I have loved books with choices. I think it all started with goose bumps I read as kid. You could read a scary story then pick what you wanted to do by flipping to a certain page in the book, sometimes you were killed in the book. That’s fine, just go back and do another route.
I personally really liked the choice games both in books and when I play video games. I know some people will say, choices in books you’ll have great a separate story. I think many stories have proven it can be done like Fate Heaven, and Robot Book.
I like the feeling I’m somewhat in control, based on actions that I pick. I get a very different response. From there I played Bioware Dragon Age, then I was hooked like on a drug. What was your first real choice game where you got to pick a different outcome, can be a short story or long.
I started with the choose-your-own-adventure books when I was younger, mostly Goosebumps, though there was this one about a space adventure where you explore the solar system with a robot buddy and some other guy. The only part I can remember is sending my robot friend to negotiate with some weird aliens. He comes back two minutes later, says they have convinced him that humans are an inferior species, and murders me.
That really does suck. Some of the choice responses are really funny. Like how he murdered you. I like not knowing what may happen in a book. What’s not predictable. When I got this site. I ordered nearly every story at least once.
I think it helps the re-play value. If you have a story with one route you just pick simple things that don’t change anything. I think people read a book more often with choices. I just wanted point out I found that a little funny on your choice.
He-Man and the Memory Stone was my first ever choice book which I likely read when I was around 6 or something. I loved He-Man and I ended up loving choice books too.
When I was slightly older I’d get the Fighting Fantasy books out of the library, and the Choose Your Own Adventures (I didn’t like those as much), I owned the Hero Quest and Knightmare ones. I read Lone Wolf, and Sorcery, and Way of the Ninja and I’m sure there’s others I played.
I always had to play with my fingers bookmarking pages so I could turn back when I made a mistake. I’m oh glad that Choice of Games have done away with the blind choices, and death lurking around every corner.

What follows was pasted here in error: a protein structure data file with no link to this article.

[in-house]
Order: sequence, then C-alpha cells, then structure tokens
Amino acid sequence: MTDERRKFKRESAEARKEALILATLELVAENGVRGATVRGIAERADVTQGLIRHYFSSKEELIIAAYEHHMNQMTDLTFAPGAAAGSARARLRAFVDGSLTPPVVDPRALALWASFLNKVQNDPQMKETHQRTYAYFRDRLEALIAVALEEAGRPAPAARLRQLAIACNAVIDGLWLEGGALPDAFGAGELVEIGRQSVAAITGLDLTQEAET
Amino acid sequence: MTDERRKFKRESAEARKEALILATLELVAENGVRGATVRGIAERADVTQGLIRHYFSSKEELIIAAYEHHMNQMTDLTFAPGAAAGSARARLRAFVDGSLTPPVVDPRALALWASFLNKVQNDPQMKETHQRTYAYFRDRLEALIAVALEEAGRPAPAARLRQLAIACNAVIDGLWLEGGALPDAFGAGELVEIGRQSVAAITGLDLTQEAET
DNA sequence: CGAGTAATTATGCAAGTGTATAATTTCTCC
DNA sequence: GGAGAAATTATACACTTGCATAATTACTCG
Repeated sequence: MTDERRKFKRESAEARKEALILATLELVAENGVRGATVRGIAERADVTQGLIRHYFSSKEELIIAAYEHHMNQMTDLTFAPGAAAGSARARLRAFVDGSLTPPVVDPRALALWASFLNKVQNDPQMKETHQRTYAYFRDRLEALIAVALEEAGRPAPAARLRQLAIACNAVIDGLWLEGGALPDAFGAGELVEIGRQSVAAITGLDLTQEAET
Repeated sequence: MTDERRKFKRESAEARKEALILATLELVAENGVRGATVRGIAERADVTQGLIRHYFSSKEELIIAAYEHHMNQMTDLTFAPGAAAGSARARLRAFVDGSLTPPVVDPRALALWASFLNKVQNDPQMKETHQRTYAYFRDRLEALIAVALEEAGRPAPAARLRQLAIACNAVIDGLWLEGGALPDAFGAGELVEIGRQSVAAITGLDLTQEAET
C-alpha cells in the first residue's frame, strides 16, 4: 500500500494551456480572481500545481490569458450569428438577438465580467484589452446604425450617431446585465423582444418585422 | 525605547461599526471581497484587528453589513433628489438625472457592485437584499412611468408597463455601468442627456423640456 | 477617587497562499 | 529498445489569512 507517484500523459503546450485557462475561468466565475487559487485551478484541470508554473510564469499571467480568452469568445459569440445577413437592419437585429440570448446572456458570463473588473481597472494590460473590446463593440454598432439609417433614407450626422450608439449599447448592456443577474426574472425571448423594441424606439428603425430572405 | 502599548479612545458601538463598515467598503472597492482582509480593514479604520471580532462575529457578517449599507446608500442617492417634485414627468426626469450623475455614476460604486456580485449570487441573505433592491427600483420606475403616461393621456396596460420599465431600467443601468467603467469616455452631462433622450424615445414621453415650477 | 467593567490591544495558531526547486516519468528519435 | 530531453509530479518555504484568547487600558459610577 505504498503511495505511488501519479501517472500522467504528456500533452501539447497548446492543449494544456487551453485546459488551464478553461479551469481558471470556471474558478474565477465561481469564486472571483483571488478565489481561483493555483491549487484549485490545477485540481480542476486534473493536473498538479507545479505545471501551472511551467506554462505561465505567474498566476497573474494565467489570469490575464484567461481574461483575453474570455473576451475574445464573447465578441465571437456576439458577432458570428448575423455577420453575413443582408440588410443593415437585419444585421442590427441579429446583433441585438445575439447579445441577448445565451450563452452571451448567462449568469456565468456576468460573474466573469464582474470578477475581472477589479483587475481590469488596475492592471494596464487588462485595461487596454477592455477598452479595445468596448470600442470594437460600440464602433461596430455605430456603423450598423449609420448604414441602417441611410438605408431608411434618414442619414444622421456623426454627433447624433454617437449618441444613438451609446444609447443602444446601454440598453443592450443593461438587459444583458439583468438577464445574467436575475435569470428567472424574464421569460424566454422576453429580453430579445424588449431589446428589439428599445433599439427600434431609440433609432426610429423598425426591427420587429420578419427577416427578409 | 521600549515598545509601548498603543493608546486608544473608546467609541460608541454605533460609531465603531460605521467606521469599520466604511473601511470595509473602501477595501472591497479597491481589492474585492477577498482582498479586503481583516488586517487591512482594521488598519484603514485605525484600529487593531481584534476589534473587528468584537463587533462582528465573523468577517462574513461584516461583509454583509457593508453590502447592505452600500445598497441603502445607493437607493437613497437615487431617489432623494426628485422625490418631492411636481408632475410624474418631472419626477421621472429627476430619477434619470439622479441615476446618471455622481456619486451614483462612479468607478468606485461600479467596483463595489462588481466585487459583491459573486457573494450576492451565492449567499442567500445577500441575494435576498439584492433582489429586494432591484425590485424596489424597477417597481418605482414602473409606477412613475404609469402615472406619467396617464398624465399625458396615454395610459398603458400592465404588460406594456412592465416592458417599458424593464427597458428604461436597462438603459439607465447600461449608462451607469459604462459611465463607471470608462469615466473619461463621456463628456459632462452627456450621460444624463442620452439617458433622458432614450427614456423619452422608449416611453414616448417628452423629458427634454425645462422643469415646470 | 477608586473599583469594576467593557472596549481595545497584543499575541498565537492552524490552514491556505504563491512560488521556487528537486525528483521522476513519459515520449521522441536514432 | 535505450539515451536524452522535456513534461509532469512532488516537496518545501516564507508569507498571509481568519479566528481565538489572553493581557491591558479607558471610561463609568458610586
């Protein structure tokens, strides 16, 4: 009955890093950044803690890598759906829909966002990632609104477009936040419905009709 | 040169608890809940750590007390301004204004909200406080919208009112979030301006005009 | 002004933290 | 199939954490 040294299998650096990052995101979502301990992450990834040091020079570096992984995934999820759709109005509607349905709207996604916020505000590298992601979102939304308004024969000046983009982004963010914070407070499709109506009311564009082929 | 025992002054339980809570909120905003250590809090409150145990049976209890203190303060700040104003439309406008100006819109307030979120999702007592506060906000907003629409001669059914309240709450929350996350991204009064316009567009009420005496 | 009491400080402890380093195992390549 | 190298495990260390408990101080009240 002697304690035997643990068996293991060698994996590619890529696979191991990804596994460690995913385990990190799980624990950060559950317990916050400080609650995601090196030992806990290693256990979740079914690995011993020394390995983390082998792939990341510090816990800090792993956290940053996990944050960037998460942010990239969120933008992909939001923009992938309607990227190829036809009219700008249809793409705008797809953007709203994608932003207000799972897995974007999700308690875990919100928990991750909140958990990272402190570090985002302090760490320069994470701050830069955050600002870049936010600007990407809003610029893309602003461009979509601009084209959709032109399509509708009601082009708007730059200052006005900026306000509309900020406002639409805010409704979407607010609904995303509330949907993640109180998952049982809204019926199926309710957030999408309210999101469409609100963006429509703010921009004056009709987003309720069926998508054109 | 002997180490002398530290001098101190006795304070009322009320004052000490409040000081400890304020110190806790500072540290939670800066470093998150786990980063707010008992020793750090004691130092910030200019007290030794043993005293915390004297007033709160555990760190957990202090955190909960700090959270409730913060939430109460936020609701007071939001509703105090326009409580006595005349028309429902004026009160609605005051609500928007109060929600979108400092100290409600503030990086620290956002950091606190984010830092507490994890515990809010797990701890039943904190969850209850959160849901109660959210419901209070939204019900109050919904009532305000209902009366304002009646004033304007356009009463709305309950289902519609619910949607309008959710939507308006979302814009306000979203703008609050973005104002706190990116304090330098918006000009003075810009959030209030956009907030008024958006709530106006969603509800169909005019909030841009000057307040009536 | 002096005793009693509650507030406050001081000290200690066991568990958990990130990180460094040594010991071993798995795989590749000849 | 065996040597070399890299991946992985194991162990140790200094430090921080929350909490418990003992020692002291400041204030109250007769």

Bladerunner was the first computer game I played where I remember being able to actually effect the outcome, where your choices matter, and also parts of the game are randomised so you experience different things each play through. It’s still one of my favourite games. I loved being able to choose who to side with and that my choices throughout the game change the ending.
Actually you might be able to make significant choices in the Infocom Text Adventures I owned, which I played before Bladerunner, but I only ever finished Moonmist.
i think it was a really old copy of journey under the sea i bought as a kid at this cool thrift shop that had all these really old gadgets and books being a kid i spent most of the time in the section with the cool gadgets and such were i found the misplaced book had a interesting name so i read it didn’t read my second choose your own adventure story till i was much older choice of broadsides off of the website when it was still freely putting some of them up on the website as a advertizement i learned about it from a German friend when talking to him on Skype
Oh my goodness I remember laying on the cold stone floor of my elementary school library and reading those CYOA books with their old book smells like they were candy. I was freezing down there but I had to hide otherwise I would be forced to watch a movie in after-care (Seriously we were not allowed to do anything but watch the movie and in retrospect this is probably why I can’t stand sitting for movies and love reading HA) and plus the books I wanted were right there. I would always dog-ear the choices that seemed important, like how I open new tabs for CoG now lol. That didn’t always work because like how the above posters mentioned the books could have some really trippy endings.
I can’t remember my exact first one but I think my favorite was this one about this kid that finds a spaceship and explores the universe looking for some kind of space-Eden.
My friend’s dad also had all these old text games (old? sorry im a teenager!) on his computer which we would spend hours playing. I would never figure out the right words to type so I got frustrated but my friend had it covered.
Hmmmmm… My FIRST game with Choices was probably Knights of the Old Republic, in fact its one of the first games I remember playing (good Lord I I sucked back then, but I was really young as an excuse for sucking so badly XD). From there I played the second game and Dragon Age Origins (not necessarily in that order and there were large gaps between those and KOTOR), eventually falling into a long spiral of games where me making choices greatly changes stuff (both Mount and Blade games come to mind…) And eventually into a love for Visual Novels and the IF games here (and other places)
I’ve played a lot of games where my choices change things XD, some I forget about and my memory sucks so I can’t keep the order straight all the time, but I know KOTOR was the first for me because star wars and it was legitimately fun.
I used to read the choose your own adventure books. Not 100% sure which was the first one, might have been secret of the pyramids